Given the uncertainties surrounding the effects of carbon dioxide emissions on global warming, the Kyoto Protocol is seen by many as an excessive insurance policy whose premium will be paid for in large part by developed nations like the United States.
“Cost-benefit analysis suggests that reducing U.S. emissions of CO2 to comply with the Kyoto accord or to reach the more modest target proposed by President Clinton represents too much insurance,” argues Stephen P. A. Brown, senior economist and assistant vice president of the Federal Reserve Bank of Dallas.
Brown’s report, “Global Warming Policy: Some Economic Implications,” is included in the bank’s fourth-quarter economic review.
Using a series of models, Brown notes that economic activity in this country, as well as others, would suffer in the wake of reduced energy consumption (burning of fossil fuels) that would be necessary in order to reach the lower levels of CO2 emissions mandated by the Kyoto agreement.
“Some worry that compliance with the Kyoto accord would impose drastic costs on the industrialized countries with little proven benefit,” while others worry that “the Kyoto targets are too modest to prevent costly environmental problems,” Brown noted.
The accord, signed by the Clinton administration last month but not yet ratified by the U.S. Senate, requires the United States to lower its greenhouse gas emissions by 7 percent below 1990 levels.
Brown does not take issue with the theory of global warming, noting that despite inconclusive evidence, many scientists agree that global warming is occurring to some degree. The rub is that no one is certain as to what, if any, effect CO2 is having on the environment.
Nature contributes its own share of the gas to the atmosphere, Brown noted, but official policy is more easily directed to the share produced by the increasing use of carbon-based fuels: petroleum products, natural gas, coal, and wood.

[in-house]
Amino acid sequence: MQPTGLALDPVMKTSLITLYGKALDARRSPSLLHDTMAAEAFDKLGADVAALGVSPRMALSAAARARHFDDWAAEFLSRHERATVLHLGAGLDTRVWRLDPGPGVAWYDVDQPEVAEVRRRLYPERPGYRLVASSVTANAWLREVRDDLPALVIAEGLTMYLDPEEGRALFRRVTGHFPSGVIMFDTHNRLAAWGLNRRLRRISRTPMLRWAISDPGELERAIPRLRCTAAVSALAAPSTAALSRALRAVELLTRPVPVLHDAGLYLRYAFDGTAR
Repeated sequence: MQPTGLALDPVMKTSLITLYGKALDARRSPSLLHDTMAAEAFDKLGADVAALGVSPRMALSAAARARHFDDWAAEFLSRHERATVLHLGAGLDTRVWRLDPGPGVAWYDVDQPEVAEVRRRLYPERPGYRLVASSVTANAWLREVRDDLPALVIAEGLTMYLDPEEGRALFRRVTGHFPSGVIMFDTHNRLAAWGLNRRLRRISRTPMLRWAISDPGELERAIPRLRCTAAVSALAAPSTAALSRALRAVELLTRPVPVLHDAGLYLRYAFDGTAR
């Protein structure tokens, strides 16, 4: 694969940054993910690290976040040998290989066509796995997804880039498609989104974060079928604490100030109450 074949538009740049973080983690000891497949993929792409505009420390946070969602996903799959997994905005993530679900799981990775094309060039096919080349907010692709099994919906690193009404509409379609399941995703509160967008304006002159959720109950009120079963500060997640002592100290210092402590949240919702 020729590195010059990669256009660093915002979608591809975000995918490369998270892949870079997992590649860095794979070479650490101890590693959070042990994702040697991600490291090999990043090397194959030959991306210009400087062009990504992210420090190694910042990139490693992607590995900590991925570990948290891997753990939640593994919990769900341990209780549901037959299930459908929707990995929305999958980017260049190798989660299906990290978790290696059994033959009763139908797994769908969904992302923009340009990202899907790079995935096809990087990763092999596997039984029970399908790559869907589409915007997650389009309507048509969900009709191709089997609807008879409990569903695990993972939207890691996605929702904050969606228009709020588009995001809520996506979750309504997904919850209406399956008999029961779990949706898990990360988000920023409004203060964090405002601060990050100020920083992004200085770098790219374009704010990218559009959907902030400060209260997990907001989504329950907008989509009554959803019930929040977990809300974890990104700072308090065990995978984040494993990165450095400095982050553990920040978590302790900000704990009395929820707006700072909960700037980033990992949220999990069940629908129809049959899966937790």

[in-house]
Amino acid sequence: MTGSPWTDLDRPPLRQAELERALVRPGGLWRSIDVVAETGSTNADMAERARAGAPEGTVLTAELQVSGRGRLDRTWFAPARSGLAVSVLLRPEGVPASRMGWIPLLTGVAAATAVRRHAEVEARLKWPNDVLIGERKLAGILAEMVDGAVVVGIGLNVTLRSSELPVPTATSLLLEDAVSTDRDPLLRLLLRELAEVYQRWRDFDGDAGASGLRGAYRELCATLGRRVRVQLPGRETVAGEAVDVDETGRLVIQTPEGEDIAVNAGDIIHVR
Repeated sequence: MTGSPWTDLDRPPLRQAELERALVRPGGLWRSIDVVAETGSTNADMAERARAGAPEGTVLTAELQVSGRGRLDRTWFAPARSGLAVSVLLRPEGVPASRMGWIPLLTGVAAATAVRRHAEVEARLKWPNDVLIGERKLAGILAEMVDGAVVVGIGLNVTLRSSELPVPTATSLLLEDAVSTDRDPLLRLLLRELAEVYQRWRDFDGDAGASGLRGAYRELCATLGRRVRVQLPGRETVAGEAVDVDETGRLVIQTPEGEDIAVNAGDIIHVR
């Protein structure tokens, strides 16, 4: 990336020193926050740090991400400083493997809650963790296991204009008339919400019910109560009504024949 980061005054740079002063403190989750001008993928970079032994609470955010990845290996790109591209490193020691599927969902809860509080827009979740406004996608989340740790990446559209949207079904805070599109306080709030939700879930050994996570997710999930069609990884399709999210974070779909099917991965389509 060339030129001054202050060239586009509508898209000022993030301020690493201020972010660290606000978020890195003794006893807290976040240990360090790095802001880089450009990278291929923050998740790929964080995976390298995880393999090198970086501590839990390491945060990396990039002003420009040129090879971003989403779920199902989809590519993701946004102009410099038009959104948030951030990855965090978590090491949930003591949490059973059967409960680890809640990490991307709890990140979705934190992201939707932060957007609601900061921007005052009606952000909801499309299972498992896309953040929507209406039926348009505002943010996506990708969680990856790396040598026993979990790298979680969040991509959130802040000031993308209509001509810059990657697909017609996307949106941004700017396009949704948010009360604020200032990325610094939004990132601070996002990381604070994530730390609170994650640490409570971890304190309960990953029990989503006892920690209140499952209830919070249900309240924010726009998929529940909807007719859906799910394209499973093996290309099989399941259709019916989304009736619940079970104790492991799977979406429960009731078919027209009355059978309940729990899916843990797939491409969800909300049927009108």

Deforestation is another way people contribute to increased levels of atmospheric CO2. It is estimated that forests remove about one-third of the gas from the atmosphere.
However, according to Brown, “recent changes in the Earth’s forests have had little effect on atmospheric CO2 , in comparison with the effects from fossil fuel consumption.”
Rather than adopt a government policy with a blanket approach to solving the problem, Brown urges using cost-benefit analysis.
“Under this approach, a reduction in environmental harm is the benefit of CO2 emissions. The foregone economic opportunities from using less fossil fuel are the cost.”
On the positive side, the environment would be spared such environmental harms, attributed by some to global warming, as rising temperatures, crop damage, more severe weather, and increased disease.
The price of meeting Kyoto’s 2010 deadline, on the other hand, would mean a slower growth of this country’s gross domestic product (GDP).
“The amount of energy conservation required to reduce 2010 CO2 emissions to the 1990 level would imply that U.S. GDP would be 2.7 percent to 3.7 percent lower in 2010 than it would otherwise be,” Brown said. “Assuming the United States could use offsets and (emission) credits, compliance with Kyoto would imply that the U.S. GDP would be 3 percent to 4.3 percent lower in 2010.”
During a 10-year period, Brown concludes, such compliance would result in an annual GDP growth of only 0.3 percent to 0.4 percent.
Other industrialized countries would also see their economies weakened by compliance with the Kyoto targets. “It is not surprising, therefore,” writes Brown, “that little headway has been made in ratifying the accord.”